Congressional leaders started ringing alarm bells for their battered budget-control process again yesterday as a $10 billion package of spending cuts and revenue measures lay trapped in a political vise in the House Rules Committee.
"I think it's in great jeopardy," said Rules Committee Chairman Richard Bolling (D-Mo.) after Democratic leaders failed in an attempt to reverse a Tuesday vote opening the package to a politically popular pension amendment on the House floor.
As a result, House action on the package, which had been scheduled for this week, was put off at least until after Congress returns Aug. 18 from its recess for the Democratic National Convention. Meanwhile, the Budget Committee scheduled a special meeting this morning to probe for a way out of its latest crisis.
The pension amendment, supported by a coalition of five Republicans and three Democrats on the rules Committee, would restore $756 million to continue living-cost adjustments twice a year for retired federal workers.
"It is the thread that would unravel the whole garment," said Wendell Belew, counsel to the House Budget Committee, warning that the amendment could easily provoke pressure for other backsliding proposals that would gut the budget cost-cutting package.
The process of budget "reconciliation," whereby spending and taxes are tailored to meet budget goals, was touted as a major test of Congress' will to control deficits to combat inflation. "Destruction of reconciliation could destroy the budget process," Bolling said yesterday.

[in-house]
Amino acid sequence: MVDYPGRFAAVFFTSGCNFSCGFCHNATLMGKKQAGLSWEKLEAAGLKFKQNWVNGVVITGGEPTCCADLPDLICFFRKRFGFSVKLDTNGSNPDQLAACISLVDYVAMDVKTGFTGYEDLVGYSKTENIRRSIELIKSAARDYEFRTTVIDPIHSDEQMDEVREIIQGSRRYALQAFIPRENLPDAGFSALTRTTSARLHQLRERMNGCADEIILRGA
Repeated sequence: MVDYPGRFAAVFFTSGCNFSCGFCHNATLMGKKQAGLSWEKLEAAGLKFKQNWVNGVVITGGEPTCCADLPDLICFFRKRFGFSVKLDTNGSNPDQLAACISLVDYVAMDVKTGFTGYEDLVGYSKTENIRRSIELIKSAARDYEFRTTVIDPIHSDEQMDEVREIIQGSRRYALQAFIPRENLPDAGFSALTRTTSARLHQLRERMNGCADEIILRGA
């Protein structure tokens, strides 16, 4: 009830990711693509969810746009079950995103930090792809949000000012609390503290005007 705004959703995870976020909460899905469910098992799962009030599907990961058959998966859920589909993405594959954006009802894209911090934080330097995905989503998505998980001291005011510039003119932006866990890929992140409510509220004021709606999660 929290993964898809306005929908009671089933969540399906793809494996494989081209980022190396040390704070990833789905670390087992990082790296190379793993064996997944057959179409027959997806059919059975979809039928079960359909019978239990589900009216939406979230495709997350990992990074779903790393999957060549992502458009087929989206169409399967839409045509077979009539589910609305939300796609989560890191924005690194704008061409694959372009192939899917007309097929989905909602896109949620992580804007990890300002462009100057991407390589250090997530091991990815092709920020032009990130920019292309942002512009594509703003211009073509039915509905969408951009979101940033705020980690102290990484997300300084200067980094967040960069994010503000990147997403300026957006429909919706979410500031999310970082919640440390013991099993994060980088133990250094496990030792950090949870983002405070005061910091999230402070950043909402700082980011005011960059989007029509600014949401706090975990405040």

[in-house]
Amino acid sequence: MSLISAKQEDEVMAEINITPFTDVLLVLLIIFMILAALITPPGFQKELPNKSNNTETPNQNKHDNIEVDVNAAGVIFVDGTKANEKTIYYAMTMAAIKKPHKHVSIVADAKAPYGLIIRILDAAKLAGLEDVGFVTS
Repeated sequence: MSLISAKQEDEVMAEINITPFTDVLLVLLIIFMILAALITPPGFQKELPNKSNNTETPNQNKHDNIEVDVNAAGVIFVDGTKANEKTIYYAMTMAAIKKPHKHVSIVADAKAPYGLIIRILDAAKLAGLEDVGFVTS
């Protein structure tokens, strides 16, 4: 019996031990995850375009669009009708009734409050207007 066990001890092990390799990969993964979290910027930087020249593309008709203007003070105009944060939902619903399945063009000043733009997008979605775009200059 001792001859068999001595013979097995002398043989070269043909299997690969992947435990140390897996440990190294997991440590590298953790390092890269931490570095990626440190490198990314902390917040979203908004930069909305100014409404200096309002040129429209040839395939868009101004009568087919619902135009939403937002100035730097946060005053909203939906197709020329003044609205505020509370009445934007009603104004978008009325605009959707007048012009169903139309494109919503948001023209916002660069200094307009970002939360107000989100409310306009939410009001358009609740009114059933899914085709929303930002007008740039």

Reconciliation, when Congress is using for the first time this year, requires committees in both houses to come up with $6.4 billion in spending cuts and $4.2 billion in revenue-raising measures. One of the principal committee offerings was annual, rather than the current semi-annual, increases in federal pensions, thereby saving $756 million.
Pension cuts were approved by the Senate, but the House Rules Committee unexpectedly voted 8 to 7 to allow a floor vote on the pension amendment. Bolling halted the meeting in hopes of reversing the vote.
Enlisting Speaker Thomas P. (Tip) O'Neill (D-Mass.) to lean on his Boston Democratic colleague, Rep. Joe Moakley, Democratic leaders tried in vain to switch just one vote within their ranks on the committee. They blame their failure on what they charged was GOP determination to scuttle the majority's control of the budget process. "I think their purpose is to try to demonstrate that the Democrats can't function . . . to control the budget," said Bolling.
The six-year-old budget process has been severely strained this year as Congress first attempted to produce a balanced budget to help fight inflation and then had to cope with a deficit caused by the recession. One of the year's main achievements had been the spending discipline embodied in the "reconciliation" package, which until now had enjoyed greater success than many had predicted.
Several sources speculated yesterday that "reconciliation" problems could make it even more difficult than before for Congress to pass a final budget resolution before the November elections, thereby adding to already heavy pressures for a post-election session.